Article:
But the Mr. Market is a strange being and can be a tough judge of character. Over the last five years, the stock is basically flat, and analysts are not hopeful for upcoming EPS growth, with analysts projecting a mere 8% CAGR for EPS over the next five years. However, the one bright spot is that Cisco plans to lay off 4,000 employees -- which is 5% of its global workforce. This could help boost margins over the interim and help with EPS growth.

The infamous oil sands

A couple of other notable stock picks that stood out to me included a 119% increase in Canadian Natural Resource (NYSE:CNQ) shares owned, now making up the firm's 10th largest holding and 2.26% of its 13F portfolio. Canadian is an oil and gas exploration and production company.

CNQ is the major player in the oil sands boom. It's arguable as to the greatness or disaster that oil sands are, noted here and here. However, it also has midstream activities and pipeline operations. CNQ does pay out a 1.6% dividend yield.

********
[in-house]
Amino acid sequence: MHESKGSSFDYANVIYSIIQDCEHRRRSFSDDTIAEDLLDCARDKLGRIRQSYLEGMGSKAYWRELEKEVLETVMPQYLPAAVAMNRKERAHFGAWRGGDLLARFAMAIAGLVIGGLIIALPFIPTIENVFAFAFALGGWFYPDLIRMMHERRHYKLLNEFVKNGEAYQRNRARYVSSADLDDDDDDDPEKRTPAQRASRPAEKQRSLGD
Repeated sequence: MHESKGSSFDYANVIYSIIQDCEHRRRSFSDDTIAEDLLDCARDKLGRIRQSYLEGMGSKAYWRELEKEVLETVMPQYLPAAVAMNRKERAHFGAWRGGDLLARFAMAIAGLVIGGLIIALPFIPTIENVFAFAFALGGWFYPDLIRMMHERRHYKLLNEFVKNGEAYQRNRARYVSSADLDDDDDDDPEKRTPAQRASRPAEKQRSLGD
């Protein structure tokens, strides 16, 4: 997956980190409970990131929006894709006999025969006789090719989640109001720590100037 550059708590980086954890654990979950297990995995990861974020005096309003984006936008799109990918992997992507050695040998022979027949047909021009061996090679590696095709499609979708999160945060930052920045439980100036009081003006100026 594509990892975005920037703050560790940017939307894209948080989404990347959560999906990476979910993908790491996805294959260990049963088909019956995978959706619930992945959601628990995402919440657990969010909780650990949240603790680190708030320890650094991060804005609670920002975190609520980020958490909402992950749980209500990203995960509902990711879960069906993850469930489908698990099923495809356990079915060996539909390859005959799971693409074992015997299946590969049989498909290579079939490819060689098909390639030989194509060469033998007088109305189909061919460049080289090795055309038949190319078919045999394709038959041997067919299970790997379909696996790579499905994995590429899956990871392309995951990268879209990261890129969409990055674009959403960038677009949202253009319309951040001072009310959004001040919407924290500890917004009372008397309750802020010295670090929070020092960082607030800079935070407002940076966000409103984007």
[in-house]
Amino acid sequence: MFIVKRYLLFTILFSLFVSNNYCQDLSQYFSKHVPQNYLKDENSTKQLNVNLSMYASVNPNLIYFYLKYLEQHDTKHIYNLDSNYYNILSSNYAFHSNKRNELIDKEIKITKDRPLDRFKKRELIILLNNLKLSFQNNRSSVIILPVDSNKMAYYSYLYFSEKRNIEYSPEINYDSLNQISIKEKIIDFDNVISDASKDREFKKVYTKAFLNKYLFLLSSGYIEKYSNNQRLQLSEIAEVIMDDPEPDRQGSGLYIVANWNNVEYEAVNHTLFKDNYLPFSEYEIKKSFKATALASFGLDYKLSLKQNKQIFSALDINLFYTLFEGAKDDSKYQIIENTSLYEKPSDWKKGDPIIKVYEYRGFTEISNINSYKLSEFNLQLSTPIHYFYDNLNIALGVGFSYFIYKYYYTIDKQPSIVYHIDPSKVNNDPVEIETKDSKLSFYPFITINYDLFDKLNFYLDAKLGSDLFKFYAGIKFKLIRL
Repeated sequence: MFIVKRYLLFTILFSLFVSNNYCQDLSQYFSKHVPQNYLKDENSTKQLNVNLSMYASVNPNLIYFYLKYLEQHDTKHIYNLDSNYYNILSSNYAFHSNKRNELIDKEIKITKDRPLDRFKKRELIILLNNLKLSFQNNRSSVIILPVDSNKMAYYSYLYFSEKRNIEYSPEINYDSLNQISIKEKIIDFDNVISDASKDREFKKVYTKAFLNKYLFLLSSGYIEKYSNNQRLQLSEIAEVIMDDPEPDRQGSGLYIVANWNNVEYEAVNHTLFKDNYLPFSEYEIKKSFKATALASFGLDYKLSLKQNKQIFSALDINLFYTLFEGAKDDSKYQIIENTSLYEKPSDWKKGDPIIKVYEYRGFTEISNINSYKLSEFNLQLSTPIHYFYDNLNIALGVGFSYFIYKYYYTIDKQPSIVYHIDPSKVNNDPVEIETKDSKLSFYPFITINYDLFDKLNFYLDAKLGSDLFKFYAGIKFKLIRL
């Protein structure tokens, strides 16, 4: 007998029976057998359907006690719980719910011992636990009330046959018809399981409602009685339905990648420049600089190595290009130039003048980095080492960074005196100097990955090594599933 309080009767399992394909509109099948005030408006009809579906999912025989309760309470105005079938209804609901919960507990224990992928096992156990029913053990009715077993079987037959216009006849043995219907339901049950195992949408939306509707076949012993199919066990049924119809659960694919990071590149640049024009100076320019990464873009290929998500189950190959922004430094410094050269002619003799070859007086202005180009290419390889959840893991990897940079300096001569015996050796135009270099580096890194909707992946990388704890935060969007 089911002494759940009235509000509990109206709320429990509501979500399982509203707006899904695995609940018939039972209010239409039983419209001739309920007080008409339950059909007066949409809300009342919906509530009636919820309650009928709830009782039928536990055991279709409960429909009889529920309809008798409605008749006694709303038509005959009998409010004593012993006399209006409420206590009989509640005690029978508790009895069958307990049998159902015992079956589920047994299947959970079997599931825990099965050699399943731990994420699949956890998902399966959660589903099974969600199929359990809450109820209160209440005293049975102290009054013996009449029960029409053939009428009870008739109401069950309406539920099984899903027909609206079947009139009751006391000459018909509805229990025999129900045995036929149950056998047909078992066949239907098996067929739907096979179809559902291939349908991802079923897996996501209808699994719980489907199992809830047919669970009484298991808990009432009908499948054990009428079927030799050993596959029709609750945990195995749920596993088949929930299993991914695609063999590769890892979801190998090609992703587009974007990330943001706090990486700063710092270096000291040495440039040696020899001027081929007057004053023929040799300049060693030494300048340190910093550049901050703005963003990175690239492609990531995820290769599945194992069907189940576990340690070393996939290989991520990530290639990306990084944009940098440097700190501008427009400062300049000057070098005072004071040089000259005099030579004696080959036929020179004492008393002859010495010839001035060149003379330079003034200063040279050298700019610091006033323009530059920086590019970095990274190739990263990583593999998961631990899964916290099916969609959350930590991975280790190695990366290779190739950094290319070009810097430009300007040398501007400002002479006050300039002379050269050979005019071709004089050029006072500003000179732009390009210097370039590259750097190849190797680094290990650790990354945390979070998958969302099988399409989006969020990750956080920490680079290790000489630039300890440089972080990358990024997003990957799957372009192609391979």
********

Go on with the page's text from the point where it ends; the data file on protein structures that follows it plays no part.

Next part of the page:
CNQ is the 2nd largest producer of natural gas in Western Canada and one of the largest heavy crude oil producers in Canada. The company has about 50% of its 2013 production hedged, leaving some exposure to the open markets, with the lowest possible realized price for its hedged position at $80 per barrel. With its Horizon Oil Sands Project in full swing, about 70% of CNQ's production is oil, with the other 30% gas.

Trading at 25x earnings, CNQ isn't the cheapest energy stock out there, but it is one of the best if you're part of the oil sands movement. But with analysts projecting 20%+ EPS growth over the next five years, the growth at a reasonable price story might still be intact -- where the PEG is around 1.3.

I love gold!

While most have found a reason or two to hate gold over the past few months, First Eagle upped its shares owned in Goldcorp (NYSE:GG) by 72%. The gold producer is now the fund's 7th largest holding. Despite being down nearly 35% for the first half of the year, Goldcorp has rebounded nicely over the past month, now down only 14% year to date.